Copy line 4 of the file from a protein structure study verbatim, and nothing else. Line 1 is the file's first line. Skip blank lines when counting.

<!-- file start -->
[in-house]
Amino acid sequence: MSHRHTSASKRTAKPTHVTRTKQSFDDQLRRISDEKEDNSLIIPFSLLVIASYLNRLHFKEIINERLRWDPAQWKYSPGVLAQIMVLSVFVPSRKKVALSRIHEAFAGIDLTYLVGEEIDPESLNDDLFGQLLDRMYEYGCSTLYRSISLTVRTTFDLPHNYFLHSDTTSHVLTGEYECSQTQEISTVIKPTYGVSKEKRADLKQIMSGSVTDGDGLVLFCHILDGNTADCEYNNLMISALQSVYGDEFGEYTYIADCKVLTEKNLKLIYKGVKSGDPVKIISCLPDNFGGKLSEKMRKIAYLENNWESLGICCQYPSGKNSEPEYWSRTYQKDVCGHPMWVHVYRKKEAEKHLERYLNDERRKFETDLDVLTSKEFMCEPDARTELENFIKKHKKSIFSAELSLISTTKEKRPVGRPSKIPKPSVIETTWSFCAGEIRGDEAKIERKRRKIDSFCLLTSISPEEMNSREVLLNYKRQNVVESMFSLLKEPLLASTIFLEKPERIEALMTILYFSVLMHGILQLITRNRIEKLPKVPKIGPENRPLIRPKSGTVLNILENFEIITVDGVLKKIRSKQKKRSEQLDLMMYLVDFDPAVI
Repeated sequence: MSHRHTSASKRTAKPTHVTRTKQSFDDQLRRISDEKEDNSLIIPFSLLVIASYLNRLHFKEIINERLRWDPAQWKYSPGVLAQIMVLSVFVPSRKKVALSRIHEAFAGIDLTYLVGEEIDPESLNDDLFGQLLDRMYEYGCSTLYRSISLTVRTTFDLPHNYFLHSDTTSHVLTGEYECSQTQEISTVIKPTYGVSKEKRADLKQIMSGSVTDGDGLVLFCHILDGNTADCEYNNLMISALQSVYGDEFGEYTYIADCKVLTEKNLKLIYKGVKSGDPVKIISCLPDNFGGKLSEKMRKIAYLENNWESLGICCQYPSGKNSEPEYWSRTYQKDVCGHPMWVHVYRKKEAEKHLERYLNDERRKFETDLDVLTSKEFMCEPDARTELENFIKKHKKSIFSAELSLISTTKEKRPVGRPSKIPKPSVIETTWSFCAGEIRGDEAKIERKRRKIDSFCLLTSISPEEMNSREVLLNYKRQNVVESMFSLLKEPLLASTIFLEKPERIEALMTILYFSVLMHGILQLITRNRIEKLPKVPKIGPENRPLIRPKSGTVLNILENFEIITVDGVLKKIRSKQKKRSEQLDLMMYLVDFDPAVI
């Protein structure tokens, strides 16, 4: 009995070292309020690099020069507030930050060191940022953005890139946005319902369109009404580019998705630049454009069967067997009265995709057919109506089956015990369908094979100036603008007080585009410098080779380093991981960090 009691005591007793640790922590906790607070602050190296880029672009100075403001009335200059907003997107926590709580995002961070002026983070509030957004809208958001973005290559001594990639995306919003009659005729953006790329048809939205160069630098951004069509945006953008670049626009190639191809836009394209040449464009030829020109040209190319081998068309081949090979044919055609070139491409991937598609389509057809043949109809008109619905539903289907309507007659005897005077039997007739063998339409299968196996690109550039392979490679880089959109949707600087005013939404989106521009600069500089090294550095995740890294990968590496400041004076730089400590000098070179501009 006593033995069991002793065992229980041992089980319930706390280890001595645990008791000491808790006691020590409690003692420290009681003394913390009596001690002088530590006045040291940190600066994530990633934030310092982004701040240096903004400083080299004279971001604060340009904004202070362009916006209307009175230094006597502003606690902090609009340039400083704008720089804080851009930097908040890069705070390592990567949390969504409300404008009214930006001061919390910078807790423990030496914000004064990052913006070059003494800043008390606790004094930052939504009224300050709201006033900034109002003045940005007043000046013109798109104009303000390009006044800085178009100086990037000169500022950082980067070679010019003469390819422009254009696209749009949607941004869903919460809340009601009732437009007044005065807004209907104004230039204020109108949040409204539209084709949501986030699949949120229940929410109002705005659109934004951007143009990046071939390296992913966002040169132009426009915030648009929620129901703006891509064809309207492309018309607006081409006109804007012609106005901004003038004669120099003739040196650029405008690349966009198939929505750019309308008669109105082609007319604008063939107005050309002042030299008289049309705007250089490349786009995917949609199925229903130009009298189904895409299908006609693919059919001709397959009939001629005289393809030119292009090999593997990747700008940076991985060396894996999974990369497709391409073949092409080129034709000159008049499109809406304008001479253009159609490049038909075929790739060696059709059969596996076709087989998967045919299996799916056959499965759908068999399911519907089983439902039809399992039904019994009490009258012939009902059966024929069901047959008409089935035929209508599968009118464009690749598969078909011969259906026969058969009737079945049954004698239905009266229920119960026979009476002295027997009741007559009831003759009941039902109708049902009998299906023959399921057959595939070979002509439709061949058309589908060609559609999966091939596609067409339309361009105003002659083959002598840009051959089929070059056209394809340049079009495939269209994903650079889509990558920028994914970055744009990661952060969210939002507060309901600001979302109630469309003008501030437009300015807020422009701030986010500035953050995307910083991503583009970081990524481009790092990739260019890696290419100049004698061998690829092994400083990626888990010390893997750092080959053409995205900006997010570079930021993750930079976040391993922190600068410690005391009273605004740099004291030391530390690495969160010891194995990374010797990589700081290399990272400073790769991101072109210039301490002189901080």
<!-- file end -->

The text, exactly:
């Protein structure tokens, strides 16, 4: 009995070292309020690099020069507030930050060191940022953005890139946005319902369109009404580019998705630049454009069967067997009265995709057919109506089956015990369908094979100036603008007080585009410098080779380093991981960090 009691005591007793640790922590906790607070602050190296880029672009100075403001009335200059907003997107926590709580995002961070002026983070509030957004809208958001973005290559001594990639995306919003009659005729953006790329048809939205160069630098951004069509945006953008670049626009190639191809836009394209040449464009030829020109040209190319081998068309081949090979044919055609070139491409991937598609389509057809043949109809008109619905539903289907309507007659005897005077039997007739063998339409299968196996690109550039392979490679880089959109949707600087005013939404989106521009600069500089090294550095995740890294990968590496400041004076730089400590000098070179501009 006593033995069991002793065992229980041992089980319930706390280890001595645990008791000491808790006691020590409690003692420290009681003394913390009596001690002088530590006045040291940190600066994530990633934030310092982004701040240096903004400083080299004279971001604060340009904004202070362009916006209307009175230094006597502003606690902090609009340039400083704008720089804080851009930097908040890069705070390592990567949390969504409300404008009214930006001061919390910078807790423990030496914000004064990052913006070059003494800043008390606790004094930052939504009224300050709201006033900034109002003045940005007043000046013109798109104009303000390009006044800085178009100086990037000169500022950082980067070679010019003469390819422009254009696209749009949607941004869903919460809340009601009732437009007044005065807004209907104004230039204020109108949040409204539209084709949501986030699949949120229940929410109002705005659109934004951007143009990046071939390296992913966002040169132009426009915030648009929620129901703006891509064809309207492309018309607006081409006109804007012609106005901004003038004669120099003739040196650029405008690349966009198939929505750019309308008669109105082609007319604008063939107005050309002042030299008289049309705007250089490349786009995917949609199925229903130009009298189904895409299908006609693919059919001709397959009939001629005289393809030119292009090999593997990747700008940076991985060396894996999974990369497709391409073949092409080129034709000159008049499109809406304008001479253009159609490049038909075929790739060696059709059969596996076709087989998967045919299996799916056959499965759908068999399911519907089983439902039809399992039904019994009490009258012939009902059966024929069901047959008409089935035929209508599968009118464009690749598969078909011969259906026969058969009737079945049954004698239905009266229920119960026979009476002295027997009741007559009831003759009941039902109708049902009998299906023959399921057959595939070979002509439709061949058309589908060609559609999966091939596609067409339309361009105003002659083959002598840009051959089929070059056209394809340049079009495939269209994903650079889509990558920028994914970055744009990661952060969210939002507060309901600001979302109630469309003008501030437009300015807020422009701030986010500035953050995307910083991503583009970081990524481009790092990739260019890696290419100049004698061998690829092994400083990626888990010390893997750092080959053409995205900006997010570079930021993750930079976040391993922190600068410690005391009273605004740099004291030391530390690495969160010891194995990374010797990589700081290399990272400073790769991101072109210039301490002189901080």